A: Having young children myself means that I have empathy for those of our team who were suddenly having to balance working, childcare and home schooling. We introduced enhanced flexible working, in respect of both hours and working patterns from the beginning, to help the teams. We have encouraged this throughout the pandemic for all of the team, not just those with children. The intention is that this will continue for the future. It is also extremely important to stay connected with everyone, so that we were aware of what each team member is going through personally and be there to support them.
Q: Research from LinkedIn has found that 73% of women reported feeling employment stress compared with 57% of men, highlighting the impact of the pandemic of female employees. What is the firm doing to support employees’ mental health during the pandemic?
A: The majority of our teams have been working from home during the pandemic. However, we highlighted early on that some of our teams needed to be in the office for their own physical or mental wellbeing. Therefore, approximately 15% of our team continue to work in the office across our 17 offices in Devon and Somerset. We encouraged flexible working, which we will continue to support going forward and communication is key. Each week, we have a staff newsletter which supports wellbeing. We also have ‘Wellbeing Wednesday’, which has covered many different aspects to get our teams to take the time to think about their own wellbeing as well as providing helpful advice to support them. We also provide support through our Employee Assistance Programme and all offices and teams are encouraged to connect at least once a week to support each other. I also record a weekly video for everyone to let them know what is happening across the firm. Often my messages will encourage the team to think about their wellbeing. It really must come from the top.
Q: Do you think we need International Women’s Day? If so, why is it important and what does it mean to you?
A: International Women’s Day is a global event that celebrates the social, economic, cultural and political achievements of women. It is a great opportunity to recognise the contribution of women in business – something I am reminded of on a daily basis, working with colleagues and clients.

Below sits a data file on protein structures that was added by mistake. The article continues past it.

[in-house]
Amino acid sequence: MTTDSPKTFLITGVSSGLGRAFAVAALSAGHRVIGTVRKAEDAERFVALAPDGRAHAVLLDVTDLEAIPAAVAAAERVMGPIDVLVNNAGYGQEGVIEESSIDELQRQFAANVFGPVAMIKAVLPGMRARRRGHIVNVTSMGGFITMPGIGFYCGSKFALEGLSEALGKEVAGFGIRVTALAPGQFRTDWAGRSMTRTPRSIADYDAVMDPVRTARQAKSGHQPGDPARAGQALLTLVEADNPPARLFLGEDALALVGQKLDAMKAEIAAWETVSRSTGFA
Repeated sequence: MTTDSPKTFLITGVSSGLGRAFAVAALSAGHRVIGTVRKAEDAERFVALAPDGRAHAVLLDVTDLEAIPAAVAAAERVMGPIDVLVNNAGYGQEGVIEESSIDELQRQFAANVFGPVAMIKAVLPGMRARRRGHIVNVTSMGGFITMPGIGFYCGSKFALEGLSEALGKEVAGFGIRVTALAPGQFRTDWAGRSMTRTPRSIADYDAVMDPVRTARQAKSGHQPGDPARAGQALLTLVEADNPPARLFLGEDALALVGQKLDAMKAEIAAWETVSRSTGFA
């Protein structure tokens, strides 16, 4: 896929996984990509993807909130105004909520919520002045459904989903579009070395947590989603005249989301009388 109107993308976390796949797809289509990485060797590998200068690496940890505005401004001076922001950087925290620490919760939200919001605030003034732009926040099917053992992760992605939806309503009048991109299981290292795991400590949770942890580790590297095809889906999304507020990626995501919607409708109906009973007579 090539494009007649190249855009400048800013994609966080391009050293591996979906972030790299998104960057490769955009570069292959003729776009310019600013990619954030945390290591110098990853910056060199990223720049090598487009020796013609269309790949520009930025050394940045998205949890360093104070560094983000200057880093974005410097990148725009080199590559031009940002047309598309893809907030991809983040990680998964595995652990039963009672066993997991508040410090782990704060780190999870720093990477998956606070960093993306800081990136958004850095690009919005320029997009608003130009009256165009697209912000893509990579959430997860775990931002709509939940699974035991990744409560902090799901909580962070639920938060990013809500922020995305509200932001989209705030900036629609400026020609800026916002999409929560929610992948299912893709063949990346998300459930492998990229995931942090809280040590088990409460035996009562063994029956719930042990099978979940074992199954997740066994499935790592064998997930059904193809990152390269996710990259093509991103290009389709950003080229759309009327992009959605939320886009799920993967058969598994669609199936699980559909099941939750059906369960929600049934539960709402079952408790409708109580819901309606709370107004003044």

I am delighted to have the opportunity to work alongside some fantastic women in the various roles that I undertake: as Managing Partner at Thomas Westcott, as trustee of the Theatre Royal Plymouth and as Chair of Governors at Holbeton Primary School. In addition, I support some brilliant female leaders and entrepreneurs to achieve success for their businesses. International Women’s Day celebrates all of this and I am delighted to be part of it.
Q: What advice do you have for a young woman starting out in an accountancy career?
A: I have had some inspiring role models, not all of them women, who taught me to work hard, take control of my career, not wait for things to happen and to have the confidence to grasp opportunities when they appear. So, to anyone starting their accountancy career, quality of experience and taking control of your own destiny are key factors. In respect of opportunities, if they arise, grasp them, many people don’t. Sometimes you just have to take the risk to get the reward. Finally, build a support network - friends, family, colleagues - they will all play a vital role in your journey.
Q: If you could, what message would you send to your younger self?
A: You cannot please everyone. It is an impossible task, so do not focus on it, just keep focused on the positives.